firstkyne

Explorer
I agree with you. Alas, as people keep saying, the genie is out of the bottle—this technology is available now, and there’s enough expertise with it that it’s impossible to remove it permanently from the market. Our choices now are either prepare for this new wave and try to surf, or we wait for the tsunami to drown us. It’s coming, and we can’t ignore it.
I'm not anti-technology in any way; I believe that most creative developments have been progressed by the discovery of new tech, be it Bob Dylan's use of electric guitar or Adobe's enabling of personal expression. And it is a fool's errand to try and put the a tech genie back in the bottle. It has never worked.
But. As an artist working in illustration and music, AI is very concerning. Many (in fact most) people do not intrinsically value a piece of artwork that is made by a human any more than one made by AI. This will devalue the work of artists in any medium it intrudes into. I have seen this first hand already, even at this embryonic stage.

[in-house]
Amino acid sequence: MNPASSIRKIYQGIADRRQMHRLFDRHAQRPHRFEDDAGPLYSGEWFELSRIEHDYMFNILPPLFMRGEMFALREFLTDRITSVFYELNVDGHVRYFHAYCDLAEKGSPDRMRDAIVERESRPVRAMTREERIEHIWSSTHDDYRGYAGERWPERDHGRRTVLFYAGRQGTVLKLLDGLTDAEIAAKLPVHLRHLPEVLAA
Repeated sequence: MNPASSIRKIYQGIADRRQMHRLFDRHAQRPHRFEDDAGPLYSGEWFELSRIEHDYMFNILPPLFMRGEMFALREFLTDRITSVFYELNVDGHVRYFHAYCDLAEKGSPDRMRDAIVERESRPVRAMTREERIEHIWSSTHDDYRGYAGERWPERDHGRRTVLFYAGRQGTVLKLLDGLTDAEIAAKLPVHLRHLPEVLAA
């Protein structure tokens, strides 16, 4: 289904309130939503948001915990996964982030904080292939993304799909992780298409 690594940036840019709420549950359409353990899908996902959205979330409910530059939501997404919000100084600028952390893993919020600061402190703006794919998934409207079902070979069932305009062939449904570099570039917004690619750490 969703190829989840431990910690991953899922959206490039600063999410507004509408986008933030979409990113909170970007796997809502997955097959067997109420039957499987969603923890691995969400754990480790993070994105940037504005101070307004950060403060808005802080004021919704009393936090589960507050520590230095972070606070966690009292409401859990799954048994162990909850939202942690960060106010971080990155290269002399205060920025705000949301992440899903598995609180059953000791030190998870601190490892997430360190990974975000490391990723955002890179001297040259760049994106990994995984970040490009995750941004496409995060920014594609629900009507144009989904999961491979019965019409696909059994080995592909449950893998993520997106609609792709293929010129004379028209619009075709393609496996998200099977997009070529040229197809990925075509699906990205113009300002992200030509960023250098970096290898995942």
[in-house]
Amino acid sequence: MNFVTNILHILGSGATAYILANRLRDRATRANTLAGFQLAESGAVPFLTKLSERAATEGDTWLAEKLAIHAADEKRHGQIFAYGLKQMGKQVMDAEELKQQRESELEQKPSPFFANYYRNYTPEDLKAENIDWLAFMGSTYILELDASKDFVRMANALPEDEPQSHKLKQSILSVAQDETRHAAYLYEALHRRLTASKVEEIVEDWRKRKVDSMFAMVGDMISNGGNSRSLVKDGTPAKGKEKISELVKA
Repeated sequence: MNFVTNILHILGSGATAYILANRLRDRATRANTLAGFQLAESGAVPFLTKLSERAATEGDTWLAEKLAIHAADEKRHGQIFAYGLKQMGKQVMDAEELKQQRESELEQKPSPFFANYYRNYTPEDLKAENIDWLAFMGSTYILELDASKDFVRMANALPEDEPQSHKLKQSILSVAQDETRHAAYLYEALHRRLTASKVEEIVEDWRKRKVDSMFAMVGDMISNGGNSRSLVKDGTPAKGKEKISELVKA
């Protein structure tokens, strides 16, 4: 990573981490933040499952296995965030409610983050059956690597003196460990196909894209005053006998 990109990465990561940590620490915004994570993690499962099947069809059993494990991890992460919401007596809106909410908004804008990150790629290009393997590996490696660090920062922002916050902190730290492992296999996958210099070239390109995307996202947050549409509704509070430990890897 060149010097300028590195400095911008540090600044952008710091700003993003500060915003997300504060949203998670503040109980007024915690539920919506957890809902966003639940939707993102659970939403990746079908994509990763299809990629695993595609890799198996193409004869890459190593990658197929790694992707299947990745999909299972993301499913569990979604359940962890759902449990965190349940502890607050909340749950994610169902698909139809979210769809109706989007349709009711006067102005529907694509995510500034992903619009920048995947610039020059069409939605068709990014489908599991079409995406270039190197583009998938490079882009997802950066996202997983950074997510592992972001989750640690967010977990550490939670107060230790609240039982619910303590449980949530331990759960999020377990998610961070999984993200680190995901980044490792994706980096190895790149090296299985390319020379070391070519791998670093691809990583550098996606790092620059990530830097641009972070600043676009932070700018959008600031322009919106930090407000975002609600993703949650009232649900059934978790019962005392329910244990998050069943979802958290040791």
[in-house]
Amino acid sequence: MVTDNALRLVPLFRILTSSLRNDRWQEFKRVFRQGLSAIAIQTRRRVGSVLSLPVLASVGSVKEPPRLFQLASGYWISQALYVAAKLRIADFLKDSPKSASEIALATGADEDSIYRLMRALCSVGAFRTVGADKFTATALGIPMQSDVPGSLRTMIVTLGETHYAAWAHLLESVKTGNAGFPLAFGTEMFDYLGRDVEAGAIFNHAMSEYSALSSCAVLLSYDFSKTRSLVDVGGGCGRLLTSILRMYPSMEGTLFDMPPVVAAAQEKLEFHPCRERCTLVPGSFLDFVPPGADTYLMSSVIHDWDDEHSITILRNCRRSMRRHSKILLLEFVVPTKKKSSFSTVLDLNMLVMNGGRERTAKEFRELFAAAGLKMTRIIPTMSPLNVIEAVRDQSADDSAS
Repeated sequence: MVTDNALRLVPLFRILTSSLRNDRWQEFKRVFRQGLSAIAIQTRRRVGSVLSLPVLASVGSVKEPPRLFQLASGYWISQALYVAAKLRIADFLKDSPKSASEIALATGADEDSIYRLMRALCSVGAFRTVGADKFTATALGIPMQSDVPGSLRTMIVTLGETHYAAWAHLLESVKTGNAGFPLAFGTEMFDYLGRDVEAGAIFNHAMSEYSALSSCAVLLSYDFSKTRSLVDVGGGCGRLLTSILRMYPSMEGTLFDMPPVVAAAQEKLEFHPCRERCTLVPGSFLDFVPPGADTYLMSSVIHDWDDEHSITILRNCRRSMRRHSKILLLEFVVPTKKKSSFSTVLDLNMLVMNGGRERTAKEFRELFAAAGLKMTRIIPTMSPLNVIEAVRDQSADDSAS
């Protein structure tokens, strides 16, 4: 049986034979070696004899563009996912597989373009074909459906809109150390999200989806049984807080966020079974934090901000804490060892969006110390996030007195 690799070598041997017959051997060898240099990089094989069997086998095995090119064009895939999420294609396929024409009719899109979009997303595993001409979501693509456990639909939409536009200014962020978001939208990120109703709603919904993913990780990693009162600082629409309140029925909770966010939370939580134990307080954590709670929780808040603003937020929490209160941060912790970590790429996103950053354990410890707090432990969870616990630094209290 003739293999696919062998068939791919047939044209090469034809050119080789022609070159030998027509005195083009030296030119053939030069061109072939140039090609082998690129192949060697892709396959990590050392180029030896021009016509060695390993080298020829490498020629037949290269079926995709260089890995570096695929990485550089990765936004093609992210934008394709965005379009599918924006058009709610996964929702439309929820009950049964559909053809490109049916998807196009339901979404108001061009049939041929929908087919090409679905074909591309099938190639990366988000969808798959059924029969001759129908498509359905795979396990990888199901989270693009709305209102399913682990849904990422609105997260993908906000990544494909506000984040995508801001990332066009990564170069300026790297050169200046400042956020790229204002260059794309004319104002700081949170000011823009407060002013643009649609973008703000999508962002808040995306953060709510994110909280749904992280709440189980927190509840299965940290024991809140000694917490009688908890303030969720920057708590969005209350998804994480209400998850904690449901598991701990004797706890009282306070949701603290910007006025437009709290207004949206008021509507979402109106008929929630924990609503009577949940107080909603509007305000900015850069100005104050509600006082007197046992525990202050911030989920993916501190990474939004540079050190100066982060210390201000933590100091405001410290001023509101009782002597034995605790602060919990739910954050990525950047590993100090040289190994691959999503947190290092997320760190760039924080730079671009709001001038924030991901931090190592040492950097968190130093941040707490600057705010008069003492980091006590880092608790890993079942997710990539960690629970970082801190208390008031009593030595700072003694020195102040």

To deny our children the privilege of engaging their brains in artistic endeavour, which has many benefits (for mental wellbeing, self-expression, exploration of the ongoing human condition and social cohesion to name a few) and denying them the chance to receive validation, encouragement and the enjoyment, wonder and pain of the 'Artists's Journey' has serious implications for future generations. Children's worlds will feel the impact of AI in one way or another within just a couple of years, and the extent of the impact in the longer term is unexplored at present.